The Lies and deceptions by the wind industry are well documented. What makes this local Board and officials think that this project is any different?

On the road to truthiness

SEPTEMBER 21, 2018  | Perry White | Watertown Daily Times

We recently ran a story about opponents of the Galloo Island Wind Farm project demanding that developer Apex Clean Energy be disqualified and denied a permit because of apparent lies made in more than one application filing.

Our editorial board determined we would support the opponents’ demands because permitting for wind projects is far too important to let material falsehoods become the rule. And the history of commercial wind developers, here and elsewhere, indicates that lies and misstatements of fact are commonplace.

Over in the towns of Yates and Somerset, Apex announced a hearing and public informational session on its proposed Lighthouse Wind that was scheduled to be held in the town of Medina. Medina is not within Lighthouse Wind’s footprint. When questioned by town officials, they were told Apex tried to get a site closer to the affected area but were shut out.

But officials subsequently learned, according to a letter to the editor in the Lockport Union-Sun & Journal, that before complaints started to arise, none of the likely available spots within the project area had been contacted by the company.

There is a lot of concern within the communities on the south shore of Lake Ontario about the Lighthouse project. Town elections have swung on the issue, with candidates opposed to the project being elected to office after the controversy took root.

Somerset has enacted local zoning laws that put strict limits on various aspects of commercial wind projects. The opponents clearly outnumber the proponents, and these two towns have spoken pretty clearly that the majority should prevail.

Apex, meanwhile, has left both towns largely in the dark. The Union-Sun reported that even after an Oct. 2 public meeting was announced for Lyndonville, town of Yates, “An Apex spokeswoman declined to say whether specific details of the proposed project, such as tower height or locations, would be presented at the forum.”

The hallmark of this ongoing process has been a refusal to share information with the public or even public officials. The inability to commit to revealing project information at its own public informational session is astounding.

According to the Union-Sun: “In July, the company said it plans to erect 40 to 50 turbines that are less than 600 feet tall. That’s a downsize from past project plans, which called for 60 to 70 turbines at … heights of over 600 feet.”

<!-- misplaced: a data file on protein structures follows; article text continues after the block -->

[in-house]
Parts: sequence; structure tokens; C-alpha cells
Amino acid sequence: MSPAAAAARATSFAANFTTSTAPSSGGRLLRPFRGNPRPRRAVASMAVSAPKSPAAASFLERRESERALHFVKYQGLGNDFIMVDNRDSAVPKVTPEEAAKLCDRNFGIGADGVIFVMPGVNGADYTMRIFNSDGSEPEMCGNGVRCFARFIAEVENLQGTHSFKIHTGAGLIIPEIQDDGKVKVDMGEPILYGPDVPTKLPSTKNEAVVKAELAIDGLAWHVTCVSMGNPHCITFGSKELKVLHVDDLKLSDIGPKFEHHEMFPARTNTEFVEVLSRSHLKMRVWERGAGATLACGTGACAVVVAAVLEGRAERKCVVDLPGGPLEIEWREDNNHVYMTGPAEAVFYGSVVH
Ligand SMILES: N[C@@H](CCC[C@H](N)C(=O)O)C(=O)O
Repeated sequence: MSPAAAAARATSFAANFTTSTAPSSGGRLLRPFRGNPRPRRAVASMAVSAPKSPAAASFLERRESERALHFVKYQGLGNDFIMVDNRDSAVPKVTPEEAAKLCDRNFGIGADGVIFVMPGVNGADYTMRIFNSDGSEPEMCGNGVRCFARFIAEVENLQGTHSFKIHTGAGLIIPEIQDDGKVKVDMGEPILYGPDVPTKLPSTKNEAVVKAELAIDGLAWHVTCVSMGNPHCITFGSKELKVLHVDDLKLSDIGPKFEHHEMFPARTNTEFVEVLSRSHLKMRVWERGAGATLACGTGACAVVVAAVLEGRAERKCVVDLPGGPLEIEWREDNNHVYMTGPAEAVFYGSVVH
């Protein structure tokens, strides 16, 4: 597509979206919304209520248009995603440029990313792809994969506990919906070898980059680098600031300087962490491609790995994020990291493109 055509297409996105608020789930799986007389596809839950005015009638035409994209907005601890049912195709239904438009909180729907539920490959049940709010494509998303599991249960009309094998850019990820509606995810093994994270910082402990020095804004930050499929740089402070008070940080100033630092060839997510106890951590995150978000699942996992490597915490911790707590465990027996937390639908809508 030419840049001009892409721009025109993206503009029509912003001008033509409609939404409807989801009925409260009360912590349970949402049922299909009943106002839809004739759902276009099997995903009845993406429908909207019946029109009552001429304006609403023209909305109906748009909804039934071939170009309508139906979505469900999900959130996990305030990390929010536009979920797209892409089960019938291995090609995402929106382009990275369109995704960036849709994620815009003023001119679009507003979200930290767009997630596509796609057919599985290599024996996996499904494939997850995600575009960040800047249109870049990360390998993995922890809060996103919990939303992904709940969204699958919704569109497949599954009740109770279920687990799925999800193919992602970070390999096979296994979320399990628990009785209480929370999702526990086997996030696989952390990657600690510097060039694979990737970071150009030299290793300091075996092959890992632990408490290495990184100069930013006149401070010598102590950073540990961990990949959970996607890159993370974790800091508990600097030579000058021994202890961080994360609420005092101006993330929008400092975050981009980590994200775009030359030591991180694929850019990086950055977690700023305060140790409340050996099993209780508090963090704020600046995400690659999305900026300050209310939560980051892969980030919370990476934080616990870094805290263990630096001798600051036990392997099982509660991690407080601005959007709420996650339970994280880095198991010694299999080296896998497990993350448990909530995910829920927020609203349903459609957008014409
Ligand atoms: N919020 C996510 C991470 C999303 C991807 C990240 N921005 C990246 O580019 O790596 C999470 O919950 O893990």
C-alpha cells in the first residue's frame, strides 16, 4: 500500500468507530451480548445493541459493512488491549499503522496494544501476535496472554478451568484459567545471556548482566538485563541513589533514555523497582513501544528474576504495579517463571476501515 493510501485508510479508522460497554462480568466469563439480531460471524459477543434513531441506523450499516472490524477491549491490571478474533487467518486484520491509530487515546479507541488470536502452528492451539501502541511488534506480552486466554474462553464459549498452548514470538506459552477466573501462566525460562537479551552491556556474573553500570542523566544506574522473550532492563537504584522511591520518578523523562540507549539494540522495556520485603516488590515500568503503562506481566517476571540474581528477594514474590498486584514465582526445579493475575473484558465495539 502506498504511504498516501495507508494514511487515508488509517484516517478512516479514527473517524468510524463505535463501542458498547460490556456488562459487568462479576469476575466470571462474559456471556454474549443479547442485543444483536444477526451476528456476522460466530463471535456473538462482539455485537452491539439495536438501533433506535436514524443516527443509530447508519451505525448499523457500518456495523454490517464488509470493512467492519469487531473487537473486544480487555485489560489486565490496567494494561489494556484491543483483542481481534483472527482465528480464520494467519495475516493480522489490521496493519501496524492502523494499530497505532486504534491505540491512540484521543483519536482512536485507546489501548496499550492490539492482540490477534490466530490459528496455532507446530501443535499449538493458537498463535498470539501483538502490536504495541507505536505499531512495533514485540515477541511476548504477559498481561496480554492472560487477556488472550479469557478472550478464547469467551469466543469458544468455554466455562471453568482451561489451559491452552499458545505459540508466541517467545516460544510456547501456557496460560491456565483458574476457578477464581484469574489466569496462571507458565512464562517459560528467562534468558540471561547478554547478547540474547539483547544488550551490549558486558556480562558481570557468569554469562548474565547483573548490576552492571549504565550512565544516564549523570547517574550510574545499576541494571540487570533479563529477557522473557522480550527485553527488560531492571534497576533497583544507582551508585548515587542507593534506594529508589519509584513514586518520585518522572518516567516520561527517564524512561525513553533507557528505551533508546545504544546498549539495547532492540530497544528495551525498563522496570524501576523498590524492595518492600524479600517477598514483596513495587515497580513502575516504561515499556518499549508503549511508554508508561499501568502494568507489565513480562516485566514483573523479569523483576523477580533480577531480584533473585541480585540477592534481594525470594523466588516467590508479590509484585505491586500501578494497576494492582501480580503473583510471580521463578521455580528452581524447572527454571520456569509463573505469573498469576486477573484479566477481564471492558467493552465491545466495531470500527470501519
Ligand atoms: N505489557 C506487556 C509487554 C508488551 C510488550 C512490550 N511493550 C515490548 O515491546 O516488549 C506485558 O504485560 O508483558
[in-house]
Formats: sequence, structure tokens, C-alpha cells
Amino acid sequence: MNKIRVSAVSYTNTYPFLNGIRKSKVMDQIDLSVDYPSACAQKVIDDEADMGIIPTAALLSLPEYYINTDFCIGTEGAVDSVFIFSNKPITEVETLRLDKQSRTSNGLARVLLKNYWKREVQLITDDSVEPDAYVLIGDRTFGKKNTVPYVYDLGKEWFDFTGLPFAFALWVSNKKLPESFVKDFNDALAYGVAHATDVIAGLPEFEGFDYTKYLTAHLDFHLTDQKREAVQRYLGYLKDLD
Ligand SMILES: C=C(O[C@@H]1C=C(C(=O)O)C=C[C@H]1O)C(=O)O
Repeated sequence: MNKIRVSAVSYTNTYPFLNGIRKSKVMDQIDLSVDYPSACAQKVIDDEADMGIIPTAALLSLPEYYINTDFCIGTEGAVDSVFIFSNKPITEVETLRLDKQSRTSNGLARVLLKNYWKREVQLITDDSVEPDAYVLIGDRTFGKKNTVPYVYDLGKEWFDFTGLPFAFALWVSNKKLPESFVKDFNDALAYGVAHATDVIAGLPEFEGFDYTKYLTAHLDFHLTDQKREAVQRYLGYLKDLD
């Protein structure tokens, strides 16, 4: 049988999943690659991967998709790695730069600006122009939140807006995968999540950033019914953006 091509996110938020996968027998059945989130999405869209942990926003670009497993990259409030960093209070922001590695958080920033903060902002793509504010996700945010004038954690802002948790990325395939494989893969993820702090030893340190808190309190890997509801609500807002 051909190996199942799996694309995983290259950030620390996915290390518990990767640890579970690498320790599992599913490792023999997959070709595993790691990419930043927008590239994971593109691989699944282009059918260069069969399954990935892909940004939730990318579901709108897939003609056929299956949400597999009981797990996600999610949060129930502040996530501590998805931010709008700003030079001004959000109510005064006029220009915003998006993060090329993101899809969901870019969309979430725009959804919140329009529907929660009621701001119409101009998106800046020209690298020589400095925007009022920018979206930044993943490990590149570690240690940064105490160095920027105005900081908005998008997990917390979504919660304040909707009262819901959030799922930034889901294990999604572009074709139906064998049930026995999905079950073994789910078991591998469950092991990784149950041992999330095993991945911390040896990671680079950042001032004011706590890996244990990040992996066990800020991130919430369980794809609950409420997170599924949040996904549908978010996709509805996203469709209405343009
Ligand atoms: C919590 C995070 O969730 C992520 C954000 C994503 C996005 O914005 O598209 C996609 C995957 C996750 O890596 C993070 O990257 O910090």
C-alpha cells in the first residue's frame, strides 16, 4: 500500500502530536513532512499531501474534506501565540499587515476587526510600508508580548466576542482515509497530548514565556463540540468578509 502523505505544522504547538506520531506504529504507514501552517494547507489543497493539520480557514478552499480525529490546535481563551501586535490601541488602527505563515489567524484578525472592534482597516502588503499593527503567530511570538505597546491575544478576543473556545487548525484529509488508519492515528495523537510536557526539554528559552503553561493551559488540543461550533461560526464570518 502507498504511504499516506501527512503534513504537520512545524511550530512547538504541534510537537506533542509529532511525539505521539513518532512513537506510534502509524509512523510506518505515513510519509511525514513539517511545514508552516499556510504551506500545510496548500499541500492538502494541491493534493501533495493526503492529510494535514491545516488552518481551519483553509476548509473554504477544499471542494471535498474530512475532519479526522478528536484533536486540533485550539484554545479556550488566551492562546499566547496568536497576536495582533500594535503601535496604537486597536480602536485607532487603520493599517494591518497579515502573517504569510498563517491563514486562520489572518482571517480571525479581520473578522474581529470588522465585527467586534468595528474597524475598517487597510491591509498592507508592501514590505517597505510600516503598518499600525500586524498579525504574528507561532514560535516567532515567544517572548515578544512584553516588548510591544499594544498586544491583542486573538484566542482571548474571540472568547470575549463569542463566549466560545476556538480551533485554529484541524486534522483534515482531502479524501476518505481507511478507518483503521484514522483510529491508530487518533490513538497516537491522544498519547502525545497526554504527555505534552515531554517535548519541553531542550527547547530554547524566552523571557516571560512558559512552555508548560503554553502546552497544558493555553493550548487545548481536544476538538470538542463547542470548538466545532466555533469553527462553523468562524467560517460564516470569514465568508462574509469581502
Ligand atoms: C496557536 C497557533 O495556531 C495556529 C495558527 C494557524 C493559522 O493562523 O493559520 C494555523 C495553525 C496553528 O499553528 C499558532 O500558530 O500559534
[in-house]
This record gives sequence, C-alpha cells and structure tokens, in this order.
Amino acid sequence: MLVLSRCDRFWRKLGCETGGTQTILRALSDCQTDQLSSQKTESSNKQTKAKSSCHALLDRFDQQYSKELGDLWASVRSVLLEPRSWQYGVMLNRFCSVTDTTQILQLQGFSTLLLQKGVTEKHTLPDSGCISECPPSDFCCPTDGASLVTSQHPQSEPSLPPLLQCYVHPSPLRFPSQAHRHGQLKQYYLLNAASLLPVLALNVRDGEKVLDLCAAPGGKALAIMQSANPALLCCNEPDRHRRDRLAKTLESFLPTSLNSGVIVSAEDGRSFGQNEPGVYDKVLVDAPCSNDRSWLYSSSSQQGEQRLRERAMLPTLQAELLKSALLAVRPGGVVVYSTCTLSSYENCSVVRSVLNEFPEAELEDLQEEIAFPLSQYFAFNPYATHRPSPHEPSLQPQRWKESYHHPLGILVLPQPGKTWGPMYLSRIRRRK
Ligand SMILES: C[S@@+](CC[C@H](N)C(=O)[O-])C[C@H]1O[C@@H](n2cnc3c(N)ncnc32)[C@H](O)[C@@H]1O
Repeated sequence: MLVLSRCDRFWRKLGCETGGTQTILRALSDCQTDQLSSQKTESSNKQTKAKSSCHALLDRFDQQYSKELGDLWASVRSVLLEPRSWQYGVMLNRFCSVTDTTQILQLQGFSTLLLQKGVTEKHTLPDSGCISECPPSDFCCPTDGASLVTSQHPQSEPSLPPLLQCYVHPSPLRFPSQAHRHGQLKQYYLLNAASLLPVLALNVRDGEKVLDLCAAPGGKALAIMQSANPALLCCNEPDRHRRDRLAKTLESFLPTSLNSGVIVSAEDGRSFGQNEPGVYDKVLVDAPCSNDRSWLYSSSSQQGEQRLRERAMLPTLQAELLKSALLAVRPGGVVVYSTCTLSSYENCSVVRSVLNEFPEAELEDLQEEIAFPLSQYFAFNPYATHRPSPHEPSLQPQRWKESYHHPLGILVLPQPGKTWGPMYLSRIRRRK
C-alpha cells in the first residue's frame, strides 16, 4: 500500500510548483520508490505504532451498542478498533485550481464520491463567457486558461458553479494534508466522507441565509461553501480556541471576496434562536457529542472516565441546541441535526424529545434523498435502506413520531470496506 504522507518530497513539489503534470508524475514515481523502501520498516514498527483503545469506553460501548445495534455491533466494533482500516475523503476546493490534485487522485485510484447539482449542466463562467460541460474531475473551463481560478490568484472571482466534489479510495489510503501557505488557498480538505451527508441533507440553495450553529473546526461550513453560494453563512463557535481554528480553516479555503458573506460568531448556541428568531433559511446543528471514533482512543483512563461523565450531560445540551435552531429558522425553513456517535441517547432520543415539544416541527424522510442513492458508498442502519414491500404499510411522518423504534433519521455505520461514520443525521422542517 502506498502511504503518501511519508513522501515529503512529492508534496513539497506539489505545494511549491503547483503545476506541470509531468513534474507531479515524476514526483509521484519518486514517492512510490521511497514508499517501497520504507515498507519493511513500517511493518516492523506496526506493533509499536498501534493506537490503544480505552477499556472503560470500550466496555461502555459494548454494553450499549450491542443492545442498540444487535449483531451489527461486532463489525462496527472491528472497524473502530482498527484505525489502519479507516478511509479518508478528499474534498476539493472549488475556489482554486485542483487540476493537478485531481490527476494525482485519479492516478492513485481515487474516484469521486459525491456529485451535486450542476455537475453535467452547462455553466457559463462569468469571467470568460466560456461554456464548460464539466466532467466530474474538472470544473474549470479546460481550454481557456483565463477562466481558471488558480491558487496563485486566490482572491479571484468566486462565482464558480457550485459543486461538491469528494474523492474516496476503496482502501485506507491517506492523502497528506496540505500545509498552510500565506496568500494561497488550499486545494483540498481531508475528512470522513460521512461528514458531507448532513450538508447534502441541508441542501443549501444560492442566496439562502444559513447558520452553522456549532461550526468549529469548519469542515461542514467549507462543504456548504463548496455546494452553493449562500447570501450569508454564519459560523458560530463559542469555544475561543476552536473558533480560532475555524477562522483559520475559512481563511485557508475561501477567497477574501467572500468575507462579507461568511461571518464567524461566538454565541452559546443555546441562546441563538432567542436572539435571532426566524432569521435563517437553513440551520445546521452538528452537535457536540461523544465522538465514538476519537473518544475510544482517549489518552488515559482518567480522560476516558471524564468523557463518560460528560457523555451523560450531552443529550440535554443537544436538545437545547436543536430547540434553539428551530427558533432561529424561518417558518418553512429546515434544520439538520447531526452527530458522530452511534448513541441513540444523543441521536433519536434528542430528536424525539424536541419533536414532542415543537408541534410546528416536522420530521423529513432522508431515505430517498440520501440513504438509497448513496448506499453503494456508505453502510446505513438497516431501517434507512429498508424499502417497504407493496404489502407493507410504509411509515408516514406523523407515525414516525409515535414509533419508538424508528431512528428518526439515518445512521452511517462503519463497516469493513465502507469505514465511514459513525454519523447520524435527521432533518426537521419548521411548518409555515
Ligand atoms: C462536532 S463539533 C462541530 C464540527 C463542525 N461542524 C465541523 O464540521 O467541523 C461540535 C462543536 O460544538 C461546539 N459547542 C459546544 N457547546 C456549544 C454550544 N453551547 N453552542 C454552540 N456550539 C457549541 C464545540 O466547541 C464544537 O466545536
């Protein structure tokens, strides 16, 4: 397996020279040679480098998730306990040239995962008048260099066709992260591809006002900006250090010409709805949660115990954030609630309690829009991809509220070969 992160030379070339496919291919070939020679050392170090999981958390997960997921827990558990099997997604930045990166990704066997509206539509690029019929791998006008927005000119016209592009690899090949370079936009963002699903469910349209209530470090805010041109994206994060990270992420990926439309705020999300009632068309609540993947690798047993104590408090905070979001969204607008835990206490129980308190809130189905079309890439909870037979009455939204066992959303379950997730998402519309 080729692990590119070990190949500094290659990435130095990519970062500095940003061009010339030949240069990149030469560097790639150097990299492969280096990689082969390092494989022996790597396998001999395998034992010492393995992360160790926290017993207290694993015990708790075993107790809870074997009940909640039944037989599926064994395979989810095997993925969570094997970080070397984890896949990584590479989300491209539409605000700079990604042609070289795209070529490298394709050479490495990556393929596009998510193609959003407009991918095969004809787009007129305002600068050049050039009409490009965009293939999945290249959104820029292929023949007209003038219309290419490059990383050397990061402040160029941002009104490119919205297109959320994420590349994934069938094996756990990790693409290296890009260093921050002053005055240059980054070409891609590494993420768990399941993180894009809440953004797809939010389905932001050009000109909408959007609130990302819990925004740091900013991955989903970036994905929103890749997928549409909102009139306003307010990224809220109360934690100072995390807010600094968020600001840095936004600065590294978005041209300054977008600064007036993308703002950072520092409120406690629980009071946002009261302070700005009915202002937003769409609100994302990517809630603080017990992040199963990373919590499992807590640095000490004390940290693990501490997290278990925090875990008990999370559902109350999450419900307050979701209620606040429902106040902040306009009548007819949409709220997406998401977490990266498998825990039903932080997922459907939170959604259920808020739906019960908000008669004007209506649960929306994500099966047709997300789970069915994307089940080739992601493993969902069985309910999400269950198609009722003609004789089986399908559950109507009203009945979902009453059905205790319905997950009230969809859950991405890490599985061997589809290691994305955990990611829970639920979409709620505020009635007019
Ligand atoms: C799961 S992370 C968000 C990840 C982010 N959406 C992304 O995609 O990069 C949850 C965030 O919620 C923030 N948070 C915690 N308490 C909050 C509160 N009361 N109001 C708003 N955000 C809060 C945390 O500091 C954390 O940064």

To date, the company has not revealed where the towers are planned or any other important details sought by the community. Nor has it suggested how 50 turbines will generate 200 megawatts of wind power on lower tower heights; in other areas, it has been achieved with 400-foot towers with far larger than previous generation rotors.

For example, Copenhagen Wind towers are about 100 feet taller than the older Maple Ridge Wind facility, boosting per-tower output with larger blades and nacelles, the tower generating units.

There is a pattern of obfuscation and exaggeration by commercial wind developers. Apex, for example, points to 100 property owners’ signatures on a letter of support.

But between Somerset and Yates, that would yield a very low percentage of the total parcels. And it is likely that every property owner who will receive direct financial payments from Apex would feel compelled to sign that document, putting a large number of the 100 in question.

Apex and other developers routinely point to the vast economic development potential of their projects, pointing proudly to the tax benefits counties, towns and school districts will receive. They do not, however, explain that those payments depend on payment-in-lieu-of-tax agreements that provide PILOT payments of pennies on the dollar compared to full taxation of the projects once built.

The wind companies also rely on a complex series of mergers and subsidiary companies that often obscure who the real owners are. You can be guaranteed, however, that not one dime of the profits from these facilities — profits almost entirely dependent on subsidies paid by taxpayers — will ever land in an upstate New York bank.

The other economic benefit that developers cite is the number of jobs created. They can point to big numbers during construction, but that never exceeds a full calendar year. Copenhagen Wind, which could go online in November, was started last fall. But the bulk of construction labor was hired in this calendar year for a 40-turbine project.

Once the project is online, the long-term job benefits typically range between five and seven workers. The jobs claim is a huge misdirection, employed by every developer who has come to upstate New York pushing projects.

All of this is why the siting board should reject the Apex application and ensure no subsequent applicants with any connection to Apex be allowed to reapply. Apex is working its way through Public Service Department review for Lighthouse Wind. And if the lie over Galloo is allowed to stand, it will be a sign to every wind developer, and especially Apex, that the siting process under Article 10 of Public Service Law is a mere formality on the way to a rubber-stamp approval.

Perry White, on a steep downhill slope to going, going, gone, is the managing editor of the Watertown Daily Times. Reach him, quickly now, at

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